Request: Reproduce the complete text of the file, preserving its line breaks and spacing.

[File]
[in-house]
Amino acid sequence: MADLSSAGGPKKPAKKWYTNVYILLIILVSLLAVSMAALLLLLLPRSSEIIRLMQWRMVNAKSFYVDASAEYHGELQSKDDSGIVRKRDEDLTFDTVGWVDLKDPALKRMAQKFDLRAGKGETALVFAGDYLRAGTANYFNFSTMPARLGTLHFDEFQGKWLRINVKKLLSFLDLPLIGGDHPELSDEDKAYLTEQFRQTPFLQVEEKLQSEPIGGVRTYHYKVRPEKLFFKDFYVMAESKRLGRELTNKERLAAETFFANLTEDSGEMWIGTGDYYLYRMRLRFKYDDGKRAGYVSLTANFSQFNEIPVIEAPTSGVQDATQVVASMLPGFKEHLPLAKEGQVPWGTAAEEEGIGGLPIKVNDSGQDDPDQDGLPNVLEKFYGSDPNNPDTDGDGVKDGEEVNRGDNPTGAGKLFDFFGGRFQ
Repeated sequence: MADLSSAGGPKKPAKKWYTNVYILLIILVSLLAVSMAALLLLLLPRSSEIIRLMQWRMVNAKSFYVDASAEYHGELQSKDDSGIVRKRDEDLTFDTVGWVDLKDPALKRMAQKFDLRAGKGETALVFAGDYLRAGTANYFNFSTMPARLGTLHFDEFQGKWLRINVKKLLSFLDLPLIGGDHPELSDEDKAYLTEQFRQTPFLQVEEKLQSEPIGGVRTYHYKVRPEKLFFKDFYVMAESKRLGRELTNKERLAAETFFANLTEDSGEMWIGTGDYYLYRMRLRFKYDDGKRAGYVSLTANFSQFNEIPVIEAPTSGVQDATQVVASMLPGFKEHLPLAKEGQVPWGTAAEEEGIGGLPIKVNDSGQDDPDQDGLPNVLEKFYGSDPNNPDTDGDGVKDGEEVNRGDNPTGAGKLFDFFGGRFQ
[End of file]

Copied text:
[in-house]
Amino acid sequence: MADLSSAGGPKKPAKKWYTNVYILLIILVSLLAVSMAALLLLLLPRSSEIIRLMQWRMVNAKSFYVDASAEYHGELQSKDDSGIVRKRDEDLTFDTVGWVDLKDPALKRMAQKFDLRAGKGETALVFAGDYLRAGTANYFNFSTMPARLGTLHFDEFQGKWLRINVKKLLSFLDLPLIGGDHPELSDEDKAYLTEQFRQTPFLQVEEKLQSEPIGGVRTYHYKVRPEKLFFKDFYVMAESKRLGRELTNKERLAAETFFANLTEDSGEMWIGTGDYYLYRMRLRFKYDDGKRAGYVSLTANFSQFNEIPVIEAPTSGVQDATQVVASMLPGFKEHLPLAKEGQVPWGTAAEEEGIGGLPIKVNDSGQDDPDQDGLPNVLEKFYGSDPNNPDTDGDGVKDGEEVNRGDNPTGAGKLFDFFGGRFQ
Repeated sequence: MADLSSAGGPKKPAKKWYTNVYILLIILVSLLAVSMAALLLLLLPRSSEIIRLMQWRMVNAKSFYVDASAEYHGELQSKDDSGIVRKRDEDLTFDTVGWVDLKDPALKRMAQKFDLRAGKGETALVFAGDYLRAGTANYFNFSTMPARLGTLHFDEFQGKWLRINVKKLLSFLDLPLIGGDHPELSDEDKAYLTEQFRQTPFLQVEEKLQSEPIGGVRTYHYKVRPEKLFFKDFYVMAESKRLGRELTNKERLAAETFFANLTEDSGEMWIGTGDYYLYRMRLRFKYDDGKRAGYVSLTANFSQFNEIPVIEAPTSGVQDATQVVASMLPGFKEHLPLAKEGQVPWGTAAEEEGIGGLPIKVNDSGQDDPDQDGLPNVLEKFYGSDPNNPDTDGDGVKDGEEVNRGDNPTGAGKLFDFFGGRFQ